went out on the town. The similarities ended there
—Jernigan wandered dejectedly from club to club,
with not a single female even giving him the time
of day.
Jernigan believes Bilever Global, Inc. has violated
Section 5 of the Federal Trade Commission Act.
More specifically, he believes the company's Thor's
Hammer advertisement is unfair and deceptive. Do
you agree?
[45-4]

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without the prior written consent of McGraw-Hill Education.


Hypothetical Case 2 (1 of 2)




Last year, Juan Ramirez purchased a washerdryer combination from I. I. Gregory
Appliances, Inc. Ramirez satisfied the monthly
obligations on his I. I. Gregory credit card until
he lost his job at D. Funk Steel Industries, Inc.
He is now four months behind on his I. I.
Gregory credit card payments.
I. I. Gregory has turned the matter over to a
collection agency, Shady Way Collections, Inc.
Since Shady Way only gets paid if it recovers
on delinquent accounts, the company is very
aggressive about collecting overdue sums.
[45-5]

Copyright © 2017 McGraw-Hill Education. All rights reserved. No reproduction or distribution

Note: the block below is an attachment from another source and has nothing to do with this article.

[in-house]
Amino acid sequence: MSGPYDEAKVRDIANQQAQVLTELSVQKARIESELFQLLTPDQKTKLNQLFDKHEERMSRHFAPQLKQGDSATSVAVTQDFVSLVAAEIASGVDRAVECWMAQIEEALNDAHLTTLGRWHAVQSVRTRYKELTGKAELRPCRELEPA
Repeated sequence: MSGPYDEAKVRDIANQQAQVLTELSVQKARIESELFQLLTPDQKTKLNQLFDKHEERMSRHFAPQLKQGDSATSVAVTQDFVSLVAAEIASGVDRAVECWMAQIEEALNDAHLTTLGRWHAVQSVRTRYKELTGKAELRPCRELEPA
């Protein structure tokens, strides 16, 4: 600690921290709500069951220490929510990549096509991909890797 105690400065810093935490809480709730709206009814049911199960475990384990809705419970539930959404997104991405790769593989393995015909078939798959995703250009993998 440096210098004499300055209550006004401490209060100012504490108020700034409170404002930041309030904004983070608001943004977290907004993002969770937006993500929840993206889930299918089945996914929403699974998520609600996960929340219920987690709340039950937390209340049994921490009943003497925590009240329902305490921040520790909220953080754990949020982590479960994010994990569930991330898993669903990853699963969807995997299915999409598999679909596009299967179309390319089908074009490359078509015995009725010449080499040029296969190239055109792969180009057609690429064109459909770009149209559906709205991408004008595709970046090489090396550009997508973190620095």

without the prior written consent of McGraw-Hill Education.


Hypothetical Case 2 (2 of 2)




A representative of Shady Way has called Juan as early
as 3:30 a.m. and as late as 11:45 p.m., often using foul
language when lecturing him about his debt repayment
obligations. Despite Ramirez's repeated proclamations
that he will only deal with I. I. Gregory, Shady Way
continues to contact him. The agency has even called
Ramirez's brother and sister, telling them how
dishonorable their sibling is, how they should be
ashamed of him, and that they need to tell Ramirez
that real men pay their debts.
In its communications with Ramirez and his family, has
Shady Way Collections, Inc. violated the Fair Debt
Collection Practices Act? If so, why should the law
protect Ramirez? Has Ramirez violated his legal and
ethical obligations by not repaying his credit card debt?